Wondering where to find the best place to view Monday’s highly-anticipated eclipse?

Here’s a hint: You need to head south.

A rare lunar eclipse will cast a path of totality from one U.S. coast to the other for the first time in 99 years, scientists say, plunging parts of the nation into darkness for a brief period of time Monday afternoon. It is expected to be the most widely-viewed and widely-studied eclipse in history, with millions of people migrating towards the path of totality.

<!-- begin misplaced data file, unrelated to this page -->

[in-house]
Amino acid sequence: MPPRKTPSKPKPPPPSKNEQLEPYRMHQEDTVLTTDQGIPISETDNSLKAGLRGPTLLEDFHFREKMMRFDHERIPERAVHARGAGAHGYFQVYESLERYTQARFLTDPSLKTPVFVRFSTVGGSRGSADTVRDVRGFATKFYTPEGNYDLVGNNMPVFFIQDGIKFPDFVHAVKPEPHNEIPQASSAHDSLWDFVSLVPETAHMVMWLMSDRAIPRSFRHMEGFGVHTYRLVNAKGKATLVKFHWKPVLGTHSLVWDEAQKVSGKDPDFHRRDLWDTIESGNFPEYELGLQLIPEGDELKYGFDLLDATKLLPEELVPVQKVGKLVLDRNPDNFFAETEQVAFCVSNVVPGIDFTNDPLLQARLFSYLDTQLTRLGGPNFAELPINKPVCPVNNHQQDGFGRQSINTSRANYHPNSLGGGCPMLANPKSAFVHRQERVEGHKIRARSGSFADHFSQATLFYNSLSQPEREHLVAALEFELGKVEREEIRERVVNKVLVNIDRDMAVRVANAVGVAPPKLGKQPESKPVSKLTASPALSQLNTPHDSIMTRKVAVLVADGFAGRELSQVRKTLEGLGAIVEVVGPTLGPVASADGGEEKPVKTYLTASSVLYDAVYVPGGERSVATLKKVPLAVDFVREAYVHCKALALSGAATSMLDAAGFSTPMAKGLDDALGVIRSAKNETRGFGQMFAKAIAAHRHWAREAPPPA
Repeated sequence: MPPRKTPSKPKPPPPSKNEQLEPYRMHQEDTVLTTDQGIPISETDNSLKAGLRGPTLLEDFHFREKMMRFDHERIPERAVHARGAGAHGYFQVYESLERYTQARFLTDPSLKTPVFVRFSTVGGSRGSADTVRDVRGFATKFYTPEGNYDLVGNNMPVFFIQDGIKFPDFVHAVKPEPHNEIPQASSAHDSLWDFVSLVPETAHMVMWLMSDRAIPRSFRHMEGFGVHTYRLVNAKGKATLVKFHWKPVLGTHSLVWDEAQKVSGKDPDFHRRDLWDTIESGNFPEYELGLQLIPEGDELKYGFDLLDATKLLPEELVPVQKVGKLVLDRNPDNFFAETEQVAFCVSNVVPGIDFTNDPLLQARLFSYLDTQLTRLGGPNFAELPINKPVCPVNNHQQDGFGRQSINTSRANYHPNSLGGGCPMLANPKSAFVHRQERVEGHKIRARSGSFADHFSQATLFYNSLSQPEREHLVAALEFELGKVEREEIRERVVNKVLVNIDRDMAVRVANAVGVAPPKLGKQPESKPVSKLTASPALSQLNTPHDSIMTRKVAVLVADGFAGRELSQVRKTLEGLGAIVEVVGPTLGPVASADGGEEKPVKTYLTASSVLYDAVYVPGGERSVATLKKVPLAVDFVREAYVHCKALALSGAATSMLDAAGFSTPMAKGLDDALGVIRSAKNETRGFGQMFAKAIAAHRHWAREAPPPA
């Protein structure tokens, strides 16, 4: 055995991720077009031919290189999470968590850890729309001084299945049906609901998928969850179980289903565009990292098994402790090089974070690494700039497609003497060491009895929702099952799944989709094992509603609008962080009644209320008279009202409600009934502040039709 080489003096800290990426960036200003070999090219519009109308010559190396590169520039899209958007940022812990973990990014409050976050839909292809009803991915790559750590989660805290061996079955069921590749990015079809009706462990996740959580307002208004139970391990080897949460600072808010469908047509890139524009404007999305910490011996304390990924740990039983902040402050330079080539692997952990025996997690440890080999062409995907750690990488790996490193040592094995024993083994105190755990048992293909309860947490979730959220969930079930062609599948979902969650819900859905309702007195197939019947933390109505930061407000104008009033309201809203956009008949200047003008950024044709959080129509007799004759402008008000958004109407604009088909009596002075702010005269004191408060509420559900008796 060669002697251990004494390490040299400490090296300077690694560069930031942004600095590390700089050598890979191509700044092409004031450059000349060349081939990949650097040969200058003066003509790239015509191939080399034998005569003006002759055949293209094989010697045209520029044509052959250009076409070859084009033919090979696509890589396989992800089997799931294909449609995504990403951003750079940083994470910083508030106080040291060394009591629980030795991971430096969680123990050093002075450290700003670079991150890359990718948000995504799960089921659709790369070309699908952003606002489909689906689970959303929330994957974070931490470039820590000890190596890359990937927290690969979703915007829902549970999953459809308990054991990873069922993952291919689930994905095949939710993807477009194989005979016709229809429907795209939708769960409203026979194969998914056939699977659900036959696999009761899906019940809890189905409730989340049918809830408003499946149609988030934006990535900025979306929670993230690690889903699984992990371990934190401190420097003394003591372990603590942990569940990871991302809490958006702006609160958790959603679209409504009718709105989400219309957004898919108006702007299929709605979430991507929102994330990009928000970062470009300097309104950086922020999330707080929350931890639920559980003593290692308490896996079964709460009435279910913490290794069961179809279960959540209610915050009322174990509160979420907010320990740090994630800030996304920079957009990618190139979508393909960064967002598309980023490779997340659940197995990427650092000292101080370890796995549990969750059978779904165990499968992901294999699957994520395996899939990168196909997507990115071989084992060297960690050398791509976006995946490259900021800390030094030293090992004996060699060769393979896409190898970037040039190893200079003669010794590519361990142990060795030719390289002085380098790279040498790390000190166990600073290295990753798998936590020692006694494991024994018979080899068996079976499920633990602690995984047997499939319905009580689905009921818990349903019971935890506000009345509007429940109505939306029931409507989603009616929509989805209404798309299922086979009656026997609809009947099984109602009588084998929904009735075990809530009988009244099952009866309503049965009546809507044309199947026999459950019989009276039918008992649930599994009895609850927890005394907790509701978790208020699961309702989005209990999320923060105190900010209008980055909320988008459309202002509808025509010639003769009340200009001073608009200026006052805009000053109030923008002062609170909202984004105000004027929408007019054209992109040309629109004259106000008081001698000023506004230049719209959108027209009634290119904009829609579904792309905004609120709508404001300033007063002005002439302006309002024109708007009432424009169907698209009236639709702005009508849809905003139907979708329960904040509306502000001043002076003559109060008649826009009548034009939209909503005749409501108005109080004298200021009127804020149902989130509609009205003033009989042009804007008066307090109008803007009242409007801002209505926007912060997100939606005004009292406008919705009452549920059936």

And while the eclipse will be near totality in Scott County — with the moon obscuring about 99 percent of the sky in northern Scott County and 99.9 percent of the sky in southern Scott County — experts say that isn’t quite good enough for those wanting to expect the celestial event in all its splendor.

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The complete story can be found in the August 17, 2017 print edition of the Independent Herald.